"Stranger Things" Sort of Addressed Will's Sexuality in Season 4, Vol. 2

“Stranger Things” Sort of Addressed Will’s Sexuality in Season 4, Vol. 2

STRANGER THINGS. (L to R) Finn Wolfhard as Mike Wheeler and Noah Schnapp as Will Byers in STRANGER THINGS. Cr. Courtesy of Netflix © 2022

When the first volume of “Stranger Things” season four hit Netflix on May 28, fans had some major questions about what was going on with Will Byers (Noah Schnapp). When Mike Wheeler (Finn Wolfhard) heads west to visit Eleven (Millie Bobby Brown) and Will, it seems to some like the latter is harboring a major crush on his longtime friend. Will’s sexuality is something the show has mentioned but never directly addressed for years. Back in season one, Joyce (Winona Ryder) tells Hopper (David Harbour) that Will’s dad used to call him “queer.”

But some fans were upset that the show seemed content to keep Will’s sexuality ambiguous, instead of letting the character come out fully. After the first batch of season four episodes aired, the show’s creators, the Duffer brothers, spoke about the potential plot line and promised it would be addressed in the final two episodes.

“You’re supposed to be asking those questions,” Matt Duffer told TVLine on June 2 about fan speculation.

But the brothers didn’t want to confirm if Will is gay or not. “This is where it gets tricky since we haven’t released the whole season yet,” Matt said to the outlet. “I just want people to watch the final two episodes,” but according to TVLine, he promised clarity would come in them.

“We have story arcs and we have character arcs,” Ross Duffer told TVLine. “How we structured [the season], we’ve released the first two acts of this story. The final act, which is the last two episodes, resolves a lot of things, both character and story, and then some of it is also setting up for our final season.”

Those final two episodes, which were released on Netflix on July 1, did address the plot line, though not in an explicit way. In episode eight, Will and Mike are in the backseat of the pizza van, discussing Eleven on their way to try to rescue her. Mike says, “But what if after all this is over, she doesn’t need me anymore?” Will comforts Mike and launches into a monologue about Eleven.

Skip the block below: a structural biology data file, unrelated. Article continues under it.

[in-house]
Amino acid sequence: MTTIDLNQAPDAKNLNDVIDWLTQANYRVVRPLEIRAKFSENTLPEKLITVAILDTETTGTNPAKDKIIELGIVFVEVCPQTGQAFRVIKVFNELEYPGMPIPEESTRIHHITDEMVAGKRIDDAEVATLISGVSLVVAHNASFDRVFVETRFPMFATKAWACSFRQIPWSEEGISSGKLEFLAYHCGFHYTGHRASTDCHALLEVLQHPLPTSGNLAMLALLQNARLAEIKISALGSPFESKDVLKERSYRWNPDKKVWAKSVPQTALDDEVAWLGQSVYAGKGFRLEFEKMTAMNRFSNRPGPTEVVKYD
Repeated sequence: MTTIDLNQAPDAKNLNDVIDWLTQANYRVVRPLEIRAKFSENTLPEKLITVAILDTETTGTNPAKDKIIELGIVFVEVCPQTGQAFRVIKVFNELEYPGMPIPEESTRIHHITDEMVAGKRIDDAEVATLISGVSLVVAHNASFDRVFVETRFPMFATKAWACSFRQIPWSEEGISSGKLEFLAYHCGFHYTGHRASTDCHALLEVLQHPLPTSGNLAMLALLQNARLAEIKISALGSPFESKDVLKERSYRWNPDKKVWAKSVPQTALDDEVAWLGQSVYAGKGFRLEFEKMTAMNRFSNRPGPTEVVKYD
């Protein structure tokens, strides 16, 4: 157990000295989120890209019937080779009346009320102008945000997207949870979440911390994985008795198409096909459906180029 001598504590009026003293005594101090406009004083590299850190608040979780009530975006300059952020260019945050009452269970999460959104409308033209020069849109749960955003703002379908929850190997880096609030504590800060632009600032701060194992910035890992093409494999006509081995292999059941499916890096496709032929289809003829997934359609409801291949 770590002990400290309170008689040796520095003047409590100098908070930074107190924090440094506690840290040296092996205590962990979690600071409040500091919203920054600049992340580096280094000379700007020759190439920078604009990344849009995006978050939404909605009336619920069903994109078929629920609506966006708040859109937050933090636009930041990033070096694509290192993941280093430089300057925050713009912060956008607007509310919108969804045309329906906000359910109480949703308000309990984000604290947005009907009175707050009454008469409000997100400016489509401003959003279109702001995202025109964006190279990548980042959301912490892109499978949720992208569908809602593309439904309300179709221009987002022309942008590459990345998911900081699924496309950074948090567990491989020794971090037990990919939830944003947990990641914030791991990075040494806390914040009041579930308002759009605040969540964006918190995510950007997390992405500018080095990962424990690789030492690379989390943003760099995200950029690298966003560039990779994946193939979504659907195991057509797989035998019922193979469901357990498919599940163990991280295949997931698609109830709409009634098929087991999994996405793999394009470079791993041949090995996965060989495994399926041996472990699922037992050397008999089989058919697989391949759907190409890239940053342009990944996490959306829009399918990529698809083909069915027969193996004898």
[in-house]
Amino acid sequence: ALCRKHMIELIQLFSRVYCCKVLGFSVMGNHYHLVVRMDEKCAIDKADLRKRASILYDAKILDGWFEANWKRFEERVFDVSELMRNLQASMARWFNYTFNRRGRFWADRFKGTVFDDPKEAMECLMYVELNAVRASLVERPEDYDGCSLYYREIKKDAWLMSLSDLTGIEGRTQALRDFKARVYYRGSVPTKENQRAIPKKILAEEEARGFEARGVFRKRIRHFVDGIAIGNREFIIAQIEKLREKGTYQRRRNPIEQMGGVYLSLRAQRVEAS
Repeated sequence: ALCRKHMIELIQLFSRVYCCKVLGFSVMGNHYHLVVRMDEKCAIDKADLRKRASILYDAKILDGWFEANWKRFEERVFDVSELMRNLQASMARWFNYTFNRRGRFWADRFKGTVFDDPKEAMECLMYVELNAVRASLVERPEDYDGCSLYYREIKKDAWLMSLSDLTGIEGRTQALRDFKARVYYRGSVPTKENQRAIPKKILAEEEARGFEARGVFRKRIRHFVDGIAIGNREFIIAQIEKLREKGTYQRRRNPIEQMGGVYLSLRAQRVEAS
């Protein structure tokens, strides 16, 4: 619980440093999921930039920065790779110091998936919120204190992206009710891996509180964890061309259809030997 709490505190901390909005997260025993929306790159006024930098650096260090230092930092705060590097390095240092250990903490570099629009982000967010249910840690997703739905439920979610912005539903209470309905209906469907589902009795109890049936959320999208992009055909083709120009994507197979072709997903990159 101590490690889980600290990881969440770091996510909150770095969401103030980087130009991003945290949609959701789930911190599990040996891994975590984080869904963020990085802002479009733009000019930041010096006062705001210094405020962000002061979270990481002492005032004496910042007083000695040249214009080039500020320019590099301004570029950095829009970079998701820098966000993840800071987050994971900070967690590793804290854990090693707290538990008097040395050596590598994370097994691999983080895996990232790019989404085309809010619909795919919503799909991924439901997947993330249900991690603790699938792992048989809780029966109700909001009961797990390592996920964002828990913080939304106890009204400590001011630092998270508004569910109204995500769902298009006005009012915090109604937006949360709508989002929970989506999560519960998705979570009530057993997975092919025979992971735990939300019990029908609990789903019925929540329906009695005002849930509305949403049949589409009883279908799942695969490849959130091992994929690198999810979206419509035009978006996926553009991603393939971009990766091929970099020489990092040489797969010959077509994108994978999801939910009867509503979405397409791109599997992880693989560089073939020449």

“These past few months, she’s been so lost without you. It’s just, she’s so different from other people, and when you’re different, sometimes, you feel like a mistake,” he says.

“But you make her feel like she’s not a mistake at all. Like she’s better for being different and that gives her the courage to fight on,” he continues. “If she was mean to you or she seemed like she was pushing you away, it’s probably because she’s scared of losing you, like you’re scared of losing her.”

Will says, growing visibly emotional, “And if she was going to lose you, I think she’d rather just get it quick, like ripping off a Band-Aid. . . . El needs you Mike and she always will.”

Once Mike is comforted, Will looks out the window and cries, and it seems clear that he’s talking not just about Eleven, but about his own feelings for Mike. The only person who notices that Will is upset, though, is his brother Jonathan (Charlie Heaton).

In episode nine, Jonathan apologizes to Will for not being there for him over the past year. He sort of addresses the situation in the car, saying, “I’ll always be here no matter what because you’re my brother and I love you. And there is nothing in this world, okay, absolutely nothing, that will ever change that.” Will tears up at that, too.

If Will is, in fact, gay, or has a crush on Mike, the show never comes out and explicitly says it in season four. It’s different from the way the series handled Robin (Maya Hawke) in season three, when she directly came out to Steve (Joe Keery) as a lesbian.

For his part, Schnapp had his own answer when asked about the subject. He told Variety in May of the Duffer brothers’ scripts, “I feel like they never really address it or blatantly say how Will is.”

He continued, “I think that’s the beauty of it, that it’s just up to the audience’s interpretation. If it’s Will kind of just refusing to grow up and growing up slower than his friends, or if he is really gay.”

Brown added, “Can I just say, it’s 2022 and we don’t have to label things. I think what’s really nice about Will’s character is that he’s just a human being going through his own personal demons and issues. So many kids out there don’t know, and that’s OK. That’s OK to not know. And that’s OK not to label things.”

Schnapp said, “I find that people do reach to put a label on him and just want to know, so badly, like, ‘Oh, and this is it.’ He’s just confused and growing up. And that’s what it is to be a kid.”